Bacterial cell culture media E. faecium

Bacterial cell culture media E. faecium
CHROMID® VRE from Biomerieux

Protocol tips

Protocol tips
-Incubation : 48 hours

Publication protocol

Deidentified stool specimens from patients who provided samples for Clostridium difficile testing were used for this evaluation. One microliter of remnant stool was inoculated and aseptically streaked for isolation onto each of the five chromogenic media: the InTray Colorex VRE (BioMed Diagnostics, White City, OR), chromID VRE (bioMérieux, Marcy l'Étoile, France), VRESelect (Bio-Rad, Marnes-la-Coquette, France), HardyCHROM VRE (Hardy Diagnostics, Santa Maria, CA), and Spectra VRE (Remel, Lenexa, KS), along with BEAV agar (6 μg/ml vancomycin) (Enterococcosel; BD Diagnostics, Sparks, MD) and BEAV broth (6 μg/ml vancomycin) (BEAV broth; Hardy Diagnostics). At the time of this study, BEAV agar was routinely used for VRE surveillance at the Johns Hopkins Hospital. For the purposes of this study, BEAV broth was added in order to enhance VRE detection performance. The media and BEAV broths and all chromogenic media were incubated in the dark, in non-CO2, at 35 to 37°C. The identification of the enterococci from the chromogenic agars was based on the observation of appropriately colored colonies and supplemental testing (Gram stain, catalase, and l-pyrrolidonyl-β-naphthylamide enzyme [PYR]) if required, as per the manufacturers' instructions. Vancomycin susceptibility tests were performed using Etest (AB bioMérieux, Durham, NC) for the VRE isolates recovered from each medium.

At 24 h, BEAV broths with black color development were subcultured to 5% sheep blood agar and incubated for an additional 18 to 24 h. Catalase-negative PYR-positive colonies were sent to the BD Phoenix automated microbiology system (BD Diagnostics, Sparks, MD) for identification to the species level and susceptibility testing. The vancomycin susceptibility results were reported using current Clinical and Laboratory Standards Institute interpretive guidelines (vancomycin resistant, MIC > 32 μg/ml). A positive result for a chromogenic agar that did not match the results of the BEAV broth was assessed by subculturing the organisms from each chromogenic medium and BEAV broth to 5% sheep blood agar again for reidentification and repeat susceptibility, as described above, using BD Phoenix and Etest. If the identification of the colored colony did not match the Phoenix identification, it was considered an incorrect identification. Appropriately colored colonies growing directly on chromogenic medium identified as VRE and the results of the subculture from positive BEAV plates and broth served as a combined true-positive gold standard for this study after the resolution of discrepancies by repeat testing.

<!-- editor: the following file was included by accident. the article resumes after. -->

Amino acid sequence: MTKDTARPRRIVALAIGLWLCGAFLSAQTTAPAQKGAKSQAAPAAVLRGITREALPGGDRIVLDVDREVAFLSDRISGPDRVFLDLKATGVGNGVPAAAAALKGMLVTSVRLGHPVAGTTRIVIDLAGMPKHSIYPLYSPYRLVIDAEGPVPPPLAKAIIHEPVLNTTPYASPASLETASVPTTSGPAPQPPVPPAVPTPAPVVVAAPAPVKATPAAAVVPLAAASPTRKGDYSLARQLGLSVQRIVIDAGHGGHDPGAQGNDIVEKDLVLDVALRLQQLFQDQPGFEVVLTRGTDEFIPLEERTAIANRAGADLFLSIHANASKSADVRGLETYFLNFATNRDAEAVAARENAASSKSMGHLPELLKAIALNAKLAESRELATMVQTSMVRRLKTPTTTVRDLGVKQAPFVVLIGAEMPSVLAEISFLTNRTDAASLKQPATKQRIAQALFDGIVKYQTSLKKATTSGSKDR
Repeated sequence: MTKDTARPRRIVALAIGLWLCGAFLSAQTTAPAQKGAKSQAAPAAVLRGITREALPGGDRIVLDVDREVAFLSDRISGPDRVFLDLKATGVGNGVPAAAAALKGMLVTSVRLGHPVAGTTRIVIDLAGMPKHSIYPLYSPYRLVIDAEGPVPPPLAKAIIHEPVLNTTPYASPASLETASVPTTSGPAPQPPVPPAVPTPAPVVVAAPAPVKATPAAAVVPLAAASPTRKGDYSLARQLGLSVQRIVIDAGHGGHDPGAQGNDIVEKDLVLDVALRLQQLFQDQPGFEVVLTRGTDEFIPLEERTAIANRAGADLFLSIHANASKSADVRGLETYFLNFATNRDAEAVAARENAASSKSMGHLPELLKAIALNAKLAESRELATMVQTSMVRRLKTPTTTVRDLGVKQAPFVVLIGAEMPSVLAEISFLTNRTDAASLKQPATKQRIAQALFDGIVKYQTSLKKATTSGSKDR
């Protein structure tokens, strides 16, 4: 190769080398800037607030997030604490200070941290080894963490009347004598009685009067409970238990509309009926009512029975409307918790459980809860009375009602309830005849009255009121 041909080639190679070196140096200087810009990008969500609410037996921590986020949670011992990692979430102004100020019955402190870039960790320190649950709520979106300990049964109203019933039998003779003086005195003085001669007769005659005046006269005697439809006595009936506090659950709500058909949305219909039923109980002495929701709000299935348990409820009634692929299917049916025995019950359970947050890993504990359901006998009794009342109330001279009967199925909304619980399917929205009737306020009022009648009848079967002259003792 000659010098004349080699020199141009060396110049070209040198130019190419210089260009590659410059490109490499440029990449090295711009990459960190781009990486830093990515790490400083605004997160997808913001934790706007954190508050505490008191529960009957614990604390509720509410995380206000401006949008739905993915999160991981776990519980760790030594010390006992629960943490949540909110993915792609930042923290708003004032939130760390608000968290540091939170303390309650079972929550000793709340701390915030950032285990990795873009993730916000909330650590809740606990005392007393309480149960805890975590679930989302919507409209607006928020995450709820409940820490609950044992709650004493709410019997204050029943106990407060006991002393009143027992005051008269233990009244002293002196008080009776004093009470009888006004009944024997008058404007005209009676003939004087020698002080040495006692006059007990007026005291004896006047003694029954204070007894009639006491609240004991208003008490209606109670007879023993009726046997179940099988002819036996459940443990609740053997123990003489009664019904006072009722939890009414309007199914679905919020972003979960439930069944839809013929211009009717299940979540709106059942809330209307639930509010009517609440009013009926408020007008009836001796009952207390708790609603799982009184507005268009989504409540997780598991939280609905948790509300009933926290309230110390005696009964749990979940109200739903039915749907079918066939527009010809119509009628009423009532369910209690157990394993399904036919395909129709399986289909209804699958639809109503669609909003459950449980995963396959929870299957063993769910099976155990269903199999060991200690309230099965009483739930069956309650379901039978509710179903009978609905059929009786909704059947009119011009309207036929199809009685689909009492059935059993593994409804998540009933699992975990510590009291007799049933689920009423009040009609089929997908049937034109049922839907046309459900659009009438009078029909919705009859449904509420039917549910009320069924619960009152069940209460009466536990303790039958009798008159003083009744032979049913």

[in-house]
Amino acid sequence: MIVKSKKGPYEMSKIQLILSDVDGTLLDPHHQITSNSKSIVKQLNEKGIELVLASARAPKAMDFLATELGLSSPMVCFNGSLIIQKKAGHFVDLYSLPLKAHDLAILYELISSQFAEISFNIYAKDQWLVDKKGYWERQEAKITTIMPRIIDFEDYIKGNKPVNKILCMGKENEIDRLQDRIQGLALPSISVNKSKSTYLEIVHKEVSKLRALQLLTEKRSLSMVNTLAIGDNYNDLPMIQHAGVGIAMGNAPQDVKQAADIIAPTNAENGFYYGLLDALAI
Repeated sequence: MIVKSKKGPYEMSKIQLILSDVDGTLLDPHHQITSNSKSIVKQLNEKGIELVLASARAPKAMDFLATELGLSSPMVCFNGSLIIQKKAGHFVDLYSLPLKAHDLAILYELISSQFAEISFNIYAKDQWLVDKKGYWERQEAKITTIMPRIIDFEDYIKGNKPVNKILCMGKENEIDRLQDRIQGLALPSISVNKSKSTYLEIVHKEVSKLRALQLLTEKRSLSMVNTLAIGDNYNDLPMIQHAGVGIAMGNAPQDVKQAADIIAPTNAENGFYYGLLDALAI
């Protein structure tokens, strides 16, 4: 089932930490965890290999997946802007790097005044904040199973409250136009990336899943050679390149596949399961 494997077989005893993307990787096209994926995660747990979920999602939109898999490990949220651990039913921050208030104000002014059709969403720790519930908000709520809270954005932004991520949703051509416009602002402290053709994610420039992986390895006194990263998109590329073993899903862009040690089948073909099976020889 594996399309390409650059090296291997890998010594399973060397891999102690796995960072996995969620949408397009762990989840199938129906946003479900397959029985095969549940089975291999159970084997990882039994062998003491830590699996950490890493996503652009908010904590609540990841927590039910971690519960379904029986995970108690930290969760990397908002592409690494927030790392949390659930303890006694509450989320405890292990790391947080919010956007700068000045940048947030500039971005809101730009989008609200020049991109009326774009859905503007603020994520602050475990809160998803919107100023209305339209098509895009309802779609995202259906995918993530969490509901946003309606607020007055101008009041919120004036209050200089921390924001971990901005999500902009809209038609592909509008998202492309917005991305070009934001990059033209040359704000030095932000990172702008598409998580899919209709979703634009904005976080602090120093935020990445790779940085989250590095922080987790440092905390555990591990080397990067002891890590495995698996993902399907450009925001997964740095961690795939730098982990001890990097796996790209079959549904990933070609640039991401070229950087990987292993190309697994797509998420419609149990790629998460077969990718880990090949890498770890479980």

Of the 400 specimens tested, four were excluded from the analysis because they grew only VRE Enterococcus raffinosus, an organism for which none of the chromogenic agars have FDA approval. Of the 396 remaining specimens, 297 (75%) were negative for VRE. The performance characteristics of each medium, BEAV agar, and BEAV broth were compared using combined data. Overall, the sensitivities of all of the chromogenic media (89.9 to 94.9%) were higher than that of the BEAV agar (84.8%). chromID had the highest sensitivity (94.9%). All of the chromogenic media recovered significantly more VRE than did the BEAV agar. There was no statistical difference in VRE detection performance among the five chromogenic media

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